Saturday, 21 November 2015
LET'S TOUCH BASE - CORGI D.B.5 #271...
In May of 1978, CORGI TOYS issued their third version
of JAMES BOND's ASTON MARTIN D.B.5, this time in
1:36 scale. As you can see, the two zeros of the 007 logo on
the base are very roughly finished and, frankly, amateurish in
appearance. That apart, it was a very nice looking car, and
is still on sale today at regular intervals.
When production shifted abroad, the 'Made In Gt. Britain'
line was removed and, with the reintroduction of the Corgi dog,
the logo was moved to where the country of manufacture used to
be. There may have been a version with the '78 Corgi logo still
at the top, but with no country of manufacture at all; however,
I can't be bothered going through every Aston Martin I've got
to check, so we'll forget about that possibility for now.
Back in the mid-'90s, I brought the two inferior zeros to
the attention of the then-managing director, CHRIS GUEST,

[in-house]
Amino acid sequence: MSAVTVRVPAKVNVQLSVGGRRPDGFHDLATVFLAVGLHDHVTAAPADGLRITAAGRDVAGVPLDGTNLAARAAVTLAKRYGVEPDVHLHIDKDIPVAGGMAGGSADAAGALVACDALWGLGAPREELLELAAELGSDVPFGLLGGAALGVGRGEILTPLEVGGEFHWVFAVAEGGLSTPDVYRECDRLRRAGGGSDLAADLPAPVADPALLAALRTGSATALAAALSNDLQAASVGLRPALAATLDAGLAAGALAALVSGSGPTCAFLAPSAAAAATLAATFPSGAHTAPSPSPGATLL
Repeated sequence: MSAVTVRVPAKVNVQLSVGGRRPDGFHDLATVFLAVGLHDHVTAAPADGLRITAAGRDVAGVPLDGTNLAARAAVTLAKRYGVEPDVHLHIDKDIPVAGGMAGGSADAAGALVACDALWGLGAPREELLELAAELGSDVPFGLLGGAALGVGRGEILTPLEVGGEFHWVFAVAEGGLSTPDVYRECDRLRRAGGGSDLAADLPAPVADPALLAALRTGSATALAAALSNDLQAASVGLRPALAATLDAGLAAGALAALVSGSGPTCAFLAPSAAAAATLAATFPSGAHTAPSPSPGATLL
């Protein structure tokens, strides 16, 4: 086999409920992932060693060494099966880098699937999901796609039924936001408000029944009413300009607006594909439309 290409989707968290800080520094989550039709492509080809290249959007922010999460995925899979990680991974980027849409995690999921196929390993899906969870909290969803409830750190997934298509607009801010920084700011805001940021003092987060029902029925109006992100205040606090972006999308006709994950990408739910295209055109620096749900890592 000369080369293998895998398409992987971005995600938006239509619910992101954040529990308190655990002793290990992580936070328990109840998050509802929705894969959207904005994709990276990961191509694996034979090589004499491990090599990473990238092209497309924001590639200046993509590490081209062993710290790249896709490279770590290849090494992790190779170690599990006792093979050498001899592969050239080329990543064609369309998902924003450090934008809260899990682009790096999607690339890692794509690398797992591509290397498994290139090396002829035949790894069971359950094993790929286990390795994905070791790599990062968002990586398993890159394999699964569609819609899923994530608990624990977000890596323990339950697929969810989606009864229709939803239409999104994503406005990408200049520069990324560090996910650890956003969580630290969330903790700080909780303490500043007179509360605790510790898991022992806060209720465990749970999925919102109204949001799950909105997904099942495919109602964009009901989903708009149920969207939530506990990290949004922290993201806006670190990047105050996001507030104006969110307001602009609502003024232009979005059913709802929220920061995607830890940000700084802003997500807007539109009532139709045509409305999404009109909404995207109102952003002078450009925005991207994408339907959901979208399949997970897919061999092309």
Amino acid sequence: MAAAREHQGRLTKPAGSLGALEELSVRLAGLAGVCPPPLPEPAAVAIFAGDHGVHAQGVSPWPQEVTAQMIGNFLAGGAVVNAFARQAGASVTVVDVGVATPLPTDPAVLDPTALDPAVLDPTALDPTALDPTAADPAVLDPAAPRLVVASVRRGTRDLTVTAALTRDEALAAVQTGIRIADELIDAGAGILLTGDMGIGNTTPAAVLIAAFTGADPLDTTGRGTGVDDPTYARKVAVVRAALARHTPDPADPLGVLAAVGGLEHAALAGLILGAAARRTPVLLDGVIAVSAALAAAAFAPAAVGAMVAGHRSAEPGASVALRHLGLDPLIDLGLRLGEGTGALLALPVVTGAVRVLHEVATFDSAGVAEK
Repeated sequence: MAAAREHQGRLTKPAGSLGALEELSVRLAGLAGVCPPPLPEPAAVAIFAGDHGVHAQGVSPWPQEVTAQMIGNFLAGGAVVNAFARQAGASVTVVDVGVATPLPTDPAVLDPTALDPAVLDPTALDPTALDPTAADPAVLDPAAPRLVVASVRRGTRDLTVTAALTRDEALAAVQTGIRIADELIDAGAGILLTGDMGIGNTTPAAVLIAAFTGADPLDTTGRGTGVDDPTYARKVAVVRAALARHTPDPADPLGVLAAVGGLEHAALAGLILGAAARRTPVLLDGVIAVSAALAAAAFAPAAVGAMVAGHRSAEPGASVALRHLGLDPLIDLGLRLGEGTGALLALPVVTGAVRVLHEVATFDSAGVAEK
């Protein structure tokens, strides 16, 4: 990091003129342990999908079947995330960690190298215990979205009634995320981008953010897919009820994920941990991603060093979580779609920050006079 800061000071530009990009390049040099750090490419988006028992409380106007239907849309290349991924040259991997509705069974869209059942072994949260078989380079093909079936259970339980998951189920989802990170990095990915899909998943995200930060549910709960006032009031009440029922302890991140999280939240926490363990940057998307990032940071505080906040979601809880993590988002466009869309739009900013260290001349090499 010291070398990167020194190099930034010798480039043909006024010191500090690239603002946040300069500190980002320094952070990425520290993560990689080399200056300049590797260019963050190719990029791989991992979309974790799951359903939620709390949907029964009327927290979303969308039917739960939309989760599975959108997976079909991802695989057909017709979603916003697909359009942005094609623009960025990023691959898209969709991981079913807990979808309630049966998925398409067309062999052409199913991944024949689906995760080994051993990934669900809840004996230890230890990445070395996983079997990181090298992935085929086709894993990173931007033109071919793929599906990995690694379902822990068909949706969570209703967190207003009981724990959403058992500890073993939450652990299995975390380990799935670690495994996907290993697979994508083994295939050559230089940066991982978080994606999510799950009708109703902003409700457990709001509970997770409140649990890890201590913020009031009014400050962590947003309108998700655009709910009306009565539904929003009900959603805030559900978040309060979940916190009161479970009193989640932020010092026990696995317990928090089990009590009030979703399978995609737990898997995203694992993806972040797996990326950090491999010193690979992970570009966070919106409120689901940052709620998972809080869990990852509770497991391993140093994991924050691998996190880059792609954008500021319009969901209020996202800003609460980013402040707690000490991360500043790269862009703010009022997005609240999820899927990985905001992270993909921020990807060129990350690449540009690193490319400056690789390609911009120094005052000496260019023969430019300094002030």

suggesting they should either be re-done or removed. I guess it
was cheaper to remove them, because the next issue of the car
looked as you can see in the pic below.
I also pointed out that, as the D.B.5 was the car with which
the company was most associated, a little more care should be
taken with its production. At that time, the gap around the roof
hatch was very uneven, and the paint finish extremely poor, being
more of a pale grey than the traditional silver birch. I suggested a
deluxe version, with richer paint job, wing mirrors, wipers on the
windscreen, and spoked wheels with rubber tyres. And guess
what? The next release of the model looked just like the
one below, but with the above base.
I eventually contacted Corgi again (by this time owned by
HORNBY), and congratulated them on their much improved
product, saying that the only thing requiring amendment was the
positioning of the Corgi logo on the base, and suggesting that it
would look better occupying the space where the 007 used to be.
Imagine my surprise and delight when the very next Aston Martin
I purchased had that very change instituted. Although I suspect
Corgi may have arrived at the same conclusion independently
as not too much time had elapsed between me making the
suggestion and it being implemented.
So there you have it. My part in Corgi's restoration
of its 271 model of James Bond's Aston Martin D.B.5 to its
former glory - surpassing it in fact. And friends - the story
is true. I know, because I was that soldier.
Posted by Kid at Saturday, November 21, 2015